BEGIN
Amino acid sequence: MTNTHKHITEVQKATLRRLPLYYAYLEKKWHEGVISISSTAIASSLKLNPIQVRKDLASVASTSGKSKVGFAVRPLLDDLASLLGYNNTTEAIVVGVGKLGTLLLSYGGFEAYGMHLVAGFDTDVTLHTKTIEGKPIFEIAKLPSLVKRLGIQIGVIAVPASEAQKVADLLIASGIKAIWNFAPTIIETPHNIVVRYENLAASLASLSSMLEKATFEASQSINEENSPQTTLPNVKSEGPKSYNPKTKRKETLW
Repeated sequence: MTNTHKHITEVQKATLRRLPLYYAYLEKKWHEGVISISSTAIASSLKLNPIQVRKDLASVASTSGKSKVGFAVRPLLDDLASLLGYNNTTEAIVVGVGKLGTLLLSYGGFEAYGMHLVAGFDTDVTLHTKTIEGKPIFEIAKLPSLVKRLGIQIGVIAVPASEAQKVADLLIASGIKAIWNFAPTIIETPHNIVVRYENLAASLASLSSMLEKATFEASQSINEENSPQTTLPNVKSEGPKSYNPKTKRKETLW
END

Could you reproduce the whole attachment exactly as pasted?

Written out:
Amino acid sequence: MTNTHKHITEVQKATLRRLPLYYAYLEKKWHEGVISISSTAIASSLKLNPIQVRKDLASVASTSGKSKVGFAVRPLLDDLASLLGYNNTTEAIVVGVGKLGTLLLSYGGFEAYGMHLVAGFDTDVTLHTKTIEGKPIFEIAKLPSLVKRLGIQIGVIAVPASEAQKVADLLIASGIKAIWNFAPTIIETPHNIVVRYENLAASLASLSSMLEKATFEASQSINEENSPQTTLPNVKSEGPKSYNPKTKRKETLW
Repeated sequence: MTNTHKHITEVQKATLRRLPLYYAYLEKKWHEGVISISSTAIASSLKLNPIQVRKDLASVASTSGKSKVGFAVRPLLDDLASLLGYNNTTEAIVVGVGKLGTLLLSYGGFEAYGMHLVAGFDTDVTLHTKTIEGKPIFEIAKLPSLVKRLGIQIGVIAVPASEAQKVADLLIASGIKAIWNFAPTIIETPHNIVVRYENLAASLASLSSMLEKATFEASQSINEENSPQTTLPNVKSEGPKSYNPKTKRKETLW